Back to My Roots
Many years ago, just out of college and with one year of teaching experience, I landed my dream job in New York City as an editorial assistant for the children's paperback division of a large publishing company. One of my first jobs was to write cover copy, which is a summary of the plot that goes on the back cover of a paperback. I was thrilled to work on children's books, and over the next few years, at three different companies, I took on many tasks and assignments.
Eventually, I became a senior editor. I enjoyed everything about being an editor: working with authors, coming up with new ideas, reading manuscripts, and editing a book from start to finish.
Early in my publishing career, I decided that I wanted to write children's books myself. I began working on Bummer Summer, which became my first published work. Over the next few years, I finished two more books, writing before I went to work and on the weekends. Finally I decided to leave my editorial job and become a freelance writer. Working alone at home was very different from being in an office with my colleagues, but I knew it was the right choice for me. Long-time readers may know that it was at this time that Scholastic's editorial director asked me to write a four-book series about a group of girls who baby-sat, and The Baby-sitters Club was born!
Many years and many books later, I was delighted when Doll People co-author Laura Godwin asked me if I would be interested in editing a collection of dog stories. Because Laura loves classic dog stories, she thought children would enjoy reading a contemporary collection from a diverse group of authors. I happily said yes. After so many years of writing, I thought it would be fun to work once again with other authors and their stories. An added bonus, of course, is that I love dogs!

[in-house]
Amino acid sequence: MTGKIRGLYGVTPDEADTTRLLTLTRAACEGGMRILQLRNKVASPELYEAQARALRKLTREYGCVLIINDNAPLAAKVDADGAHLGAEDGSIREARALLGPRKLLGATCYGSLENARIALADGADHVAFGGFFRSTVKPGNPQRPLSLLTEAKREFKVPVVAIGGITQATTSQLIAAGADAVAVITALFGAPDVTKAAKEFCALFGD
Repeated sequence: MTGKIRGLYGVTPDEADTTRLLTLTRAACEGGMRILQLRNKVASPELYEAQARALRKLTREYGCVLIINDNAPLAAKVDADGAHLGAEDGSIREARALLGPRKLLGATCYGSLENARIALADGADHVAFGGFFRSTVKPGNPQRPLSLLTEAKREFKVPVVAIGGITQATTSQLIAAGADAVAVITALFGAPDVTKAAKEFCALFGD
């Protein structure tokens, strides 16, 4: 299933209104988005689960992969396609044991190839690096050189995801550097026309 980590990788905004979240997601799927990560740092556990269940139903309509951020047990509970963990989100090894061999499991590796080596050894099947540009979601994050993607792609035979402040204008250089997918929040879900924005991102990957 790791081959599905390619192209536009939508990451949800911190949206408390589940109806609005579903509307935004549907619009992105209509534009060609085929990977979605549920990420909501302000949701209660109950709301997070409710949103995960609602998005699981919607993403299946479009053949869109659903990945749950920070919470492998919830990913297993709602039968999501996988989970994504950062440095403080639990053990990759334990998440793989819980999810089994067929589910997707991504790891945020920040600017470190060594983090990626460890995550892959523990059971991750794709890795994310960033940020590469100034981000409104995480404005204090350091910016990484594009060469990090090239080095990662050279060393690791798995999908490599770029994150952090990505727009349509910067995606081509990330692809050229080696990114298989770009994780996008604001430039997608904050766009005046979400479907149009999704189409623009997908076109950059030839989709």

My first task was to invite authors to contribute to the collection. Laura and I ended up with a wonderfully diverse and talented group: fellow Scholastic authors Pam Munoz Ryan, Mark Teague and Jon J Muth, along with authors Wendy Orr, Thacher Hurd, Valerie Hobbs, Margarita Engle, and Matt de la Pena. It was fun to work with all of these people; I've known Pam, Mark, and Jon for years, and it was great to get to know some of the others whose work I was familiar with but whom I had never met. The only instruction to the authors was to write a story about a dog. We didn't give them any other direction; we wanted to see what the authors would come up with on their own.
My dog, Sadie, got involved with the project and wrote a forward for the book, in which she says, "Between the covers of this book, you'll read about a boy who turns into a dog, a dog who brings a family together, a dog who lived a long time ago and was a companion to a very great artist in Paris, and about funny dogs, adventurous dogs, brave dogs, smart dogs, and dogs who perform rescues." I couldn't have said it better myself!
I was also writing a story for the collection, and after some thought, I recalled a day when Sadie wandered off and went missing for several hours. It was a scary time, although it ended well and she never ran off again. I decided to tell a similar story through the eyes of twelve-year-old Delilah, who is left in charge of her dog Picasso for the first time in her life.
In the end, I tried not to do too much editing of the other authors' manuscripts. I made suggestions, but felt it was important that the authors tell their own stories in their own voices. I think this is what makes the collection, Because of Shoe (the title of Pam Munoz Ryan's story), such an adventure for the reader!
As for me, taking a break from my writing to return to my editorial roots was a great experience. I thoroughly enjoyed it, and it's a challenge I look forward to taking on again.